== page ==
Comment 0 for bug 1774336

Daniel Axtens (daxtens) wrote :

== SRU Justification ==

[Impact]
Oops during heavy NFS + FSCache use:

[81738.886634] FS-Cache:
[81738.888281] FS-Cache: Assertion failed
[81738.889461] FS-Cache: 6 == 5 is false
[81738.890625] ------------[ cut here ]------------
[81738.891706] kernel BUG at /build/linux-hVVhWi/linux-4.4.0/fs/fscache/operation.c:494!

6 == 5 represents an operation being DEAD when it was not expected to be.

[Cause]
There is a race in fscache and cachefiles.

One thread is in cachefiles_read_waiter:
 1) object->work_lock is taken.
 2) the operation is added to the to_do list.
 3) the work lock is dropped.
 4) fscache_enqueue_retrieval is called, which takes a reference.

Another thread is in cachefiles_read_copier:
 1) object->work_lock is taken
 2) an item is popped off the to_do list.
 3) object->work_lock is dropped.
 4) some processing is done on the item, and fscache_put_retrieval() is called, dropping a reference.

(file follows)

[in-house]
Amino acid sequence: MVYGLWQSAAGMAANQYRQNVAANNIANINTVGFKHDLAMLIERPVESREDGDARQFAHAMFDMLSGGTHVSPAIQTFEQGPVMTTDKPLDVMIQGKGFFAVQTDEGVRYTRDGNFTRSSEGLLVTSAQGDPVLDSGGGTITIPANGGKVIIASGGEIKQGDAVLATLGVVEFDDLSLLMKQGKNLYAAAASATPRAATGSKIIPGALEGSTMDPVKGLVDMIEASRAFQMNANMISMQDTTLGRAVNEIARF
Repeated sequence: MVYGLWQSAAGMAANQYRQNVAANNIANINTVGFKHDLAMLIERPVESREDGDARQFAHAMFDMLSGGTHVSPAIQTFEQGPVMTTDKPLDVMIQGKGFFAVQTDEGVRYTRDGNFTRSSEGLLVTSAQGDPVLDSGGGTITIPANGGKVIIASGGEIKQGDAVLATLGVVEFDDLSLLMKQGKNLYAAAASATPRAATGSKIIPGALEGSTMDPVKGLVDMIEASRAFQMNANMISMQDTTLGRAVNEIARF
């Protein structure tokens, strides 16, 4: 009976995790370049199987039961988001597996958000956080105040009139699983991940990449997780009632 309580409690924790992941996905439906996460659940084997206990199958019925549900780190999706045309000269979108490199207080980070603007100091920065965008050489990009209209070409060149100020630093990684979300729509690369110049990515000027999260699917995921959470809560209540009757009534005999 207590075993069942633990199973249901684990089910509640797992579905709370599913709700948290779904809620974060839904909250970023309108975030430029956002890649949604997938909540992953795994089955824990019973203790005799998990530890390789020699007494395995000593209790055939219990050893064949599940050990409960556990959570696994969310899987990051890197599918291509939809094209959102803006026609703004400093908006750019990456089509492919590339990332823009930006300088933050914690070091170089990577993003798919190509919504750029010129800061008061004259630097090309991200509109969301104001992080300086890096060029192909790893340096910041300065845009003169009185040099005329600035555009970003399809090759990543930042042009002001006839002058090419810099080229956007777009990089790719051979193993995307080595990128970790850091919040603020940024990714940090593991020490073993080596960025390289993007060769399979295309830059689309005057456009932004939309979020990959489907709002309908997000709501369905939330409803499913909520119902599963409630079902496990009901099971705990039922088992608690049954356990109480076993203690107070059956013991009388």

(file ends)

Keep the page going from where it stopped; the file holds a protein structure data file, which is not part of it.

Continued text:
Now if the this process in cachefiles_read_copier takes place *between* steps 3 and 4 in cachefiles_read_waiter, a reference will be dropped before it is taken, which leads to the objects reference count hitting zero, which leads to lifecycle events for the object happening too soon, leading to the assertion failure later on.

(This is simplified and clarified from the original upstream analysis for this patch at https://www.redhat.com/archives/linux-cachefs/2018-February/msg00001.html and from a similar patch with a different approach to fixing the bug at https://www.redhat.com/archives/linux-cachefs/2017-June/msg00002.html)

[Fix]
Move fscache_enqueue_retrieval under the lock in cachefiles_read_waiter. This means that the object cannot be popped off the to_do list until it is in a fully consistent state with the reference taken.

[Testcase]
A user has run ~100 hours of NFS stress tests and not seen this bug recur.

[Regression Potential]
 - Limited to fscache/cachefiles.
 - The change makes things more conservative (doing more under lock) so that's reassuring.
 - There may be performance impacts but none have been observed so far.